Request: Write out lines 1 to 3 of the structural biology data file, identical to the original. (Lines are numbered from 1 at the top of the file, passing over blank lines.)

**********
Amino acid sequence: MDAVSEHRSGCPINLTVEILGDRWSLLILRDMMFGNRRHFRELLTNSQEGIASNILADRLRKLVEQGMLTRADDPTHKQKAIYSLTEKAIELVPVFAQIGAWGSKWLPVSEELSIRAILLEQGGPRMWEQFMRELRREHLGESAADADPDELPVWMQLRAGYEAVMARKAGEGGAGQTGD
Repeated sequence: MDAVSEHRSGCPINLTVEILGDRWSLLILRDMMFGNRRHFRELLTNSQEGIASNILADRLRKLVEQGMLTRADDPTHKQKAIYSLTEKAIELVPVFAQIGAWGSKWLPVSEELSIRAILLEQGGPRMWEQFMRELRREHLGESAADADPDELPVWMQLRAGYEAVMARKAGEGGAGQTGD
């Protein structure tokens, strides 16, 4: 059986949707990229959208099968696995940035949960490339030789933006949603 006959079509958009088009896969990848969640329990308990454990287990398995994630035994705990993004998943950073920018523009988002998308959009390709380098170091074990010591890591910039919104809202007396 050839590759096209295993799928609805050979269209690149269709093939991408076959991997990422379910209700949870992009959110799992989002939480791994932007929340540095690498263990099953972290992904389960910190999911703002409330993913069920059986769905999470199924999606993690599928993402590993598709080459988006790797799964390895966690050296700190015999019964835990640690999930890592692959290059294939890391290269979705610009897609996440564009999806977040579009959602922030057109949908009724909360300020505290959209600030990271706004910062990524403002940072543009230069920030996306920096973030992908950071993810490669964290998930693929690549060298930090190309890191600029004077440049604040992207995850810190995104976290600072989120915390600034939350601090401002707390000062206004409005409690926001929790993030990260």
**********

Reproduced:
Amino acid sequence: MDAVSEHRSGCPINLTVEILGDRWSLLILRDMMFGNRRHFRELLTNSQEGIASNILADRLRKLVEQGMLTRADDPTHKQKAIYSLTEKAIELVPVFAQIGAWGSKWLPVSEELSIRAILLEQGGPRMWEQFMRELRREHLGESAADADPDELPVWMQLRAGYEAVMARKAGEGGAGQTGD
Repeated sequence: MDAVSEHRSGCPINLTVEILGDRWSLLILRDMMFGNRRHFRELLTNSQEGIASNILADRLRKLVEQGMLTRADDPTHKQKAIYSLTEKAIELVPVFAQIGAWGSKWLPVSEELSIRAILLEQGGPRMWEQFMRELRREHLGESAADADPDELPVWMQLRAGYEAVMARKAGEGGAGQTGD
């Protein structure tokens, strides 16, 4: 059986949707990229959208099968696995940035949960490339030789933006949603 006959079509958009088009896969990848969640329990308990454990287990398995994630035994705990993004998943950073920018523009988002998308959009390709380098170091074990010591890591910039919104809202007396 050839590759096209295993799928609805050979269209690149269709093939991408076959991997990422379910209700949870992009959110799992989002939480791994932007929340540095690498263990099953972290992904389960910190999911703002409330993913069920059986769905999470199924999606993690599928993402590993598709080459988006790797799964390895966690050296700190015999019964835990640690999930890592692959290059294939890391290269979705610009897609996440564009999806977040579009959602922030057109949908009724909360300020505290959209600030990271706004910062990524403002940072543009230069920030996306920096973030992908950071993810490669964290998930693929690549060298930090190309890191600029004077440049604040992207995850810190995104976290600072989120915390600034939350601090401002707390000062206004409005409690926001929790993030990260």